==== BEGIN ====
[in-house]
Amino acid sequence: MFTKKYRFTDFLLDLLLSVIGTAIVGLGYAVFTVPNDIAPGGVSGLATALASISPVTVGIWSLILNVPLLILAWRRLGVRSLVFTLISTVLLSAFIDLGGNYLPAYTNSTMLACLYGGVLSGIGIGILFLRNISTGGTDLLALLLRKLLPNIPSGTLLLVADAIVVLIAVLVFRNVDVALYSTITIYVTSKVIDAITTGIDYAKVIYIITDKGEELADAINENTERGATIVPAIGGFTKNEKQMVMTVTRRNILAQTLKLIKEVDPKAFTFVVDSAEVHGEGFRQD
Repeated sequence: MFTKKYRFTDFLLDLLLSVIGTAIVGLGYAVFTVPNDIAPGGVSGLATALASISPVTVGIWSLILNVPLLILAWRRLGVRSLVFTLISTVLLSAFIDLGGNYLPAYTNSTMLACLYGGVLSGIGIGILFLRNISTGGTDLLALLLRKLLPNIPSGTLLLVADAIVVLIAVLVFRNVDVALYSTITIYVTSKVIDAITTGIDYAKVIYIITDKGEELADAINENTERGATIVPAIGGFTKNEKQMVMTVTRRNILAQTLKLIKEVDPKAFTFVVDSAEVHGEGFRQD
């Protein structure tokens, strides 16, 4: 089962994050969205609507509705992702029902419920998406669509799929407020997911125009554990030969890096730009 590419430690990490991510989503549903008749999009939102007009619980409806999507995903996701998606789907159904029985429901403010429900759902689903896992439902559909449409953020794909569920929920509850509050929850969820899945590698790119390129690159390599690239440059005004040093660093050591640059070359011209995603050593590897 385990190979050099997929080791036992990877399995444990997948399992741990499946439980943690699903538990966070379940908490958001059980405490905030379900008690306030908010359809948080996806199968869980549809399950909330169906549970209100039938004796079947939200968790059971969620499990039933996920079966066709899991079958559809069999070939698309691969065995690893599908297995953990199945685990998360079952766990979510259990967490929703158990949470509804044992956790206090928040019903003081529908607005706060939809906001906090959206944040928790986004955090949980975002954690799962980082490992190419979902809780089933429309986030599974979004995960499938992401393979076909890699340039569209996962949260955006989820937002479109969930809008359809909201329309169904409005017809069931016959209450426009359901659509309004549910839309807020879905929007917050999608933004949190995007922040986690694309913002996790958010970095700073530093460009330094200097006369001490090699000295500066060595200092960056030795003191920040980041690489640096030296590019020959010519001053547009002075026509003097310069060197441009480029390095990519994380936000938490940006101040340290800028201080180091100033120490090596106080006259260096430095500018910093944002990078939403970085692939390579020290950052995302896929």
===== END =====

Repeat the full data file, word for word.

[in-house]
Amino acid sequence: MFTKKYRFTDFLLDLLLSVIGTAIVGLGYAVFTVPNDIAPGGVSGLATALASISPVTVGIWSLILNVPLLILAWRRLGVRSLVFTLISTVLLSAFIDLGGNYLPAYTNSTMLACLYGGVLSGIGIGILFLRNISTGGTDLLALLLRKLLPNIPSGTLLLVADAIVVLIAVLVFRNVDVALYSTITIYVTSKVIDAITTGIDYAKVIYIITDKGEELADAINENTERGATIVPAIGGFTKNEKQMVMTVTRRNILAQTLKLIKEVDPKAFTFVVDSAEVHGEGFRQD
Repeated sequence: MFTKKYRFTDFLLDLLLSVIGTAIVGLGYAVFTVPNDIAPGGVSGLATALASISPVTVGIWSLILNVPLLILAWRRLGVRSLVFTLISTVLLSAFIDLGGNYLPAYTNSTMLACLYGGVLSGIGIGILFLRNISTGGTDLLALLLRKLLPNIPSGTLLLVADAIVVLIAVLVFRNVDVALYSTITIYVTSKVIDAITTGIDYAKVIYIITDKGEELADAINENTERGATIVPAIGGFTKNEKQMVMTVTRRNILAQTLKLIKEVDPKAFTFVVDSAEVHGEGFRQD
């Protein structure tokens, strides 16, 4: 089962994050969205609507509705992702029902419920998406669509799929407020997911125009554990030969890096730009 590419430690990490991510989503549903008749999009939102007009619980409806999507995903996701998606789907159904029985429901403010429900759902689903896992439902559909449409953020794909569920929920509850509050929850969820899945590698790119390129690159390599690239440059005004040093660093050591640059070359011209995603050593590897 385990190979050099997929080791036992990877399995444990997948399992741990499946439980943690699903538990966070379940908490958001059980405490905030379900008690306030908010359809948080996806199968869980549809399950909330169906549970209100039938004796079947939200968790059971969620499990039933996920079966066709899991079958559809069999070939698309691969065995690893599908297995953990199945685990998360079952766990979510259990967490929703158990949470509804044992956790206090928040019903003081529908607005706060939809906001906090959206944040928790986004955090949980975002954690799962980082490992190419979902809780089933429309986030599974979004995960499938992401393979076909890699340039569209996962949260955006989820937002479109969930809008359809909201329309169904409005017809069931016959209450426009359901659509309004549910839309807020879905929007917050999608933004949190995007922040986690694309913002996790958010970095700073530093460009330094200097006369001490090699000295500066060595200092960056030795003191920040980041690489640096030296590019020959010519001053547009002075026509003097310069060197441009480029390095990519994380936000938490940006101040340290800028201080180091100033120490090596106080006259260096430095500018910093944002990078939403970085692939390579020290950052995302896929």